If you are in suspense and still wondering, if you go to the guidance that served as my sources, you will see that, in all of it, nobody advises putting a mask on your dog.  They all advise against it. . . Decide now what you will about young toddlers and babies wearing masks.

On last very big picture thing to mention: As all these safety preoccupations concern us to whatever extent they may, the new coronavirus is simultaneously being used callously and opportunistically as an excuse for one of the biggest transfers of even more trillions of wealth to the wealthiest that we have ever seen and for other significant restructurings of our society, while, meanwhile, we do nothing about existential threats like global warming and climate change.

PS: (added August 1, 2020) Since this article was published, the New York Times ran a story about a virus infection research study about the likely infectiousness of children saying that "Infected children have at least as much of the coronavirus in their noses and throats as infected adults, according to the research" and "children younger than age 5 may host up to 100 times as much of the virus in the upper respiratory tract as adults, the authors found."  (See: Children May Carry Coronavirus at High Levels, Study Finds, By Apoorva Mandavilli, July 30, 2020.)   The news to us was not how very likely it is that children are as infectious as adults, but the news that anyone ever thought that maybe they weren't. At best there was little research on the proposition generating inconclusive indicators. . .  That's except for an article published in the Times just days before that this new one was now contradicting (whiplash anyone?)
More Updates: 

August 19, 2020- Democracy Now Headline- "World Health Organization Says Young People Are Driving Coronavirus Outbreaks"

Democracy Now (September 18, 2020) and New York Times (September 8, 2020): Testing with mask-protected Hamsters infected with Covid shows that it can work like an inoculating “crude” vaccine if masks let just a little bit (and not too much) of infecting coronavirus through.

November 05, 2020- Democracy Now: Denmark officials ordered millions of mink to be killed because of concerns that they could transmit an evolving strain of the  novel coronavirus back to humans.  

November 5, 2020- New York Times: Experiments are showing that a nasal spray that acts a bit “like a vaccine” is able to protect ferrets from getting the SARS-CoV-2 virus.  If the spray also works in humans, “it could provide a new way of fighting” the coronavirus pandemic. Ferrets are used for these experiment by scientists “because they can catch viruses through the nose much as humans do.”  (SARS-CoV-2 is the virus that causes the disease COVID-19 in humans. COVID-19 is the disease caused by the SARS-CoV-2 virus in humans. In animals, the disease is referred to as SARS-CoV-2.)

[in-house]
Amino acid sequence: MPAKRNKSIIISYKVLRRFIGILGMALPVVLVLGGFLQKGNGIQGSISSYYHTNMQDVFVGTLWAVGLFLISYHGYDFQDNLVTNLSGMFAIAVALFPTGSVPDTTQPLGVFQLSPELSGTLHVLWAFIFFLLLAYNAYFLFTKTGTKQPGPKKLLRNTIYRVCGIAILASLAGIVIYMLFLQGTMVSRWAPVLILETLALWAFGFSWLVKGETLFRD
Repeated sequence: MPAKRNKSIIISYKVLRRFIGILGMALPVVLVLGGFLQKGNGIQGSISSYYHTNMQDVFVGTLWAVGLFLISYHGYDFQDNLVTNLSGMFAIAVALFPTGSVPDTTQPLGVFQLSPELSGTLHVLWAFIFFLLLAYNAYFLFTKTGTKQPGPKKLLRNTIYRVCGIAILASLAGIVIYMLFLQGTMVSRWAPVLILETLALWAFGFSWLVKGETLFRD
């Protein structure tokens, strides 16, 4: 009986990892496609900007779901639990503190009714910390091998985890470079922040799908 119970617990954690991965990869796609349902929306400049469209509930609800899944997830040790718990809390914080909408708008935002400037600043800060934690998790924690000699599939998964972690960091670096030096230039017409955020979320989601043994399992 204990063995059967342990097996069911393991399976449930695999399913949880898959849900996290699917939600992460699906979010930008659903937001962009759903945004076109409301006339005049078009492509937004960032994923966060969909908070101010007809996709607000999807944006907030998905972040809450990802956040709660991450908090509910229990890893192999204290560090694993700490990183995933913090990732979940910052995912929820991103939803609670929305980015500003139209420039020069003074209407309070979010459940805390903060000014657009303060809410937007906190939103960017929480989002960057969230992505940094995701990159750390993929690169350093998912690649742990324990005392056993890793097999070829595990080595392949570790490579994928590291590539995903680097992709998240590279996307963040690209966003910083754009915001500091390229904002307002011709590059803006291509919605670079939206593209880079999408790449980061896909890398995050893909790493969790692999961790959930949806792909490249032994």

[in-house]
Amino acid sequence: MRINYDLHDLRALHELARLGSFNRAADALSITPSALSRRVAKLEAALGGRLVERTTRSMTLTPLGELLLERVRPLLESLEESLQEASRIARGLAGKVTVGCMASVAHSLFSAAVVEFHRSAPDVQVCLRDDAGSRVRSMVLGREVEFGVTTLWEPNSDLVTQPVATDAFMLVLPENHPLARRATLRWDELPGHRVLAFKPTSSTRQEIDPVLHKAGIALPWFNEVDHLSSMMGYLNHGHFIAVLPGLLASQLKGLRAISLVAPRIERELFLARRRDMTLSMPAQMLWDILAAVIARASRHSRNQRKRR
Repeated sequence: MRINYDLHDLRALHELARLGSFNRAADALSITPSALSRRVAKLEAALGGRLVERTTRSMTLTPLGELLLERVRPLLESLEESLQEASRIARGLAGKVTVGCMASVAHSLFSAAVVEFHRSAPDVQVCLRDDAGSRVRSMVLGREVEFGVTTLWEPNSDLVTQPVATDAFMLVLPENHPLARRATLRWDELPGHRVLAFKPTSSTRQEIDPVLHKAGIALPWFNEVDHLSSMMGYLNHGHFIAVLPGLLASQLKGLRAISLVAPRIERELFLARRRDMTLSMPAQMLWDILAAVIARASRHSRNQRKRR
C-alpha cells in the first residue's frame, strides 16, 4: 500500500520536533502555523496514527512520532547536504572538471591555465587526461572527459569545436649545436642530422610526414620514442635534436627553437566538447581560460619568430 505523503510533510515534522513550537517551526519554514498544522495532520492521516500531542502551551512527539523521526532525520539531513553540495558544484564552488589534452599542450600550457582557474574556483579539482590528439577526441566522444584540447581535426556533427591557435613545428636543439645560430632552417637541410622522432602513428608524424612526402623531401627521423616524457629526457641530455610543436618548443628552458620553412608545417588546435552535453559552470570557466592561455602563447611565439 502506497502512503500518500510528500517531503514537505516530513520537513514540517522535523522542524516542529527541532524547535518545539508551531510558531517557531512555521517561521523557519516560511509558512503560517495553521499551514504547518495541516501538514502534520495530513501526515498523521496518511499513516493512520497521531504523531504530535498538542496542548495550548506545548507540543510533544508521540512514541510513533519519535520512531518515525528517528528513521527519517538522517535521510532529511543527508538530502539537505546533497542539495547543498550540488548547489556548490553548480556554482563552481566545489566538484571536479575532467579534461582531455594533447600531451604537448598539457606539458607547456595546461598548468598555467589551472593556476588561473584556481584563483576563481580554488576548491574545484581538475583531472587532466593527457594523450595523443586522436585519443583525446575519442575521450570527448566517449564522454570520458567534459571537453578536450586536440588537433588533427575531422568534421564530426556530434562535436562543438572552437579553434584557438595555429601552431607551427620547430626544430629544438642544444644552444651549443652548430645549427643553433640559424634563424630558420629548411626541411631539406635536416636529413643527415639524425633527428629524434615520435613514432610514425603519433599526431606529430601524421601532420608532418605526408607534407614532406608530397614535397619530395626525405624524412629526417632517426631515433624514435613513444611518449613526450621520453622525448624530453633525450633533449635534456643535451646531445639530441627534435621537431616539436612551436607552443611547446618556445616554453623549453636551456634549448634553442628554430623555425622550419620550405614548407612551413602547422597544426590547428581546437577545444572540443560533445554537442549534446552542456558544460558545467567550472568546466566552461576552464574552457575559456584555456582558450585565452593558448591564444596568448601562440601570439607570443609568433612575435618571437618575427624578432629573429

November 24, 2020- New York Times: A “host of new research” including “with hamsters” supports the view that a newer, increasingly prevalent mutated version of the coronavirus is more transmissible and thus better at “infecting people more easily” and going “more easily from person to person and making the pandemic harder to stop.” Hamsters were “more quickly” infectious of others with this variant.
January 4, 2021- New York Magazine (the cover story). The Lab-Leak Hypothesis For decades, scientists have been hot-wiring viruses in hopes of preventing a pandemic, not causing one. But what if …?  By Nicholson Baker (Nicholson Baker is a hero to us as a brilliant writer/researcher who independently broke very important ground reporting on the suspiciously wasteful destruction of huge amounts of information in our libraries).  In the New York cover article he provides some coronavirus history: “Beginning in the 1970s, dogs, cows, and pigs were diagnosed with coronavirus infections; dog shows were canceled in 1978 after 25 collies died in Louisville, Kentucky. New varieties of coronaviruses didn’t start killing humans, though, until 2003 — that’s when restaurant chefs, food handlers, and people who lived near a live-animal market got sick in Guangzhou, in southern China, where the shredded meat of a short-legged raccoonlike creature, the palm civet, was served in a regional dish called “dragon-tiger-phoenix soup.” The new disease, SARS, spread alarmingly in hospitals, and it reached 30 countries and territories. More than 800 people died; the civet-borne virus was eventually traced to horseshoe bats.”
January 22, 2021- New York Times- The Coronavirus Kills Mink, So They Too May Get a Vaccine-  The pandemic has been a powerful reminder that there is no clear barrier between viruses affecting animals and people.  By James Gorman
"At least two American companies, as well as Russian researchers, are working on coronavirus vaccines for mink. The animals have grown sick and died in large numbers from the virus, which they have also passed back to people in mutated form.

. . .the mink infections in the United States do pose a threat to public health. At least two minks that have escaped from the farms have tested positive. And one wild mink tested positive. Scientists worry that if the virus spreads to more wild mink or to other animals, it could become established in natural populations and form a reservoir from which it could emerge, perhaps in mutated form, to reinfect humans at another time. . .

 . . . although the Agriculture Department is not now considering any applications for vaccines for cats and dogs, that is a possibility that the companies are considering."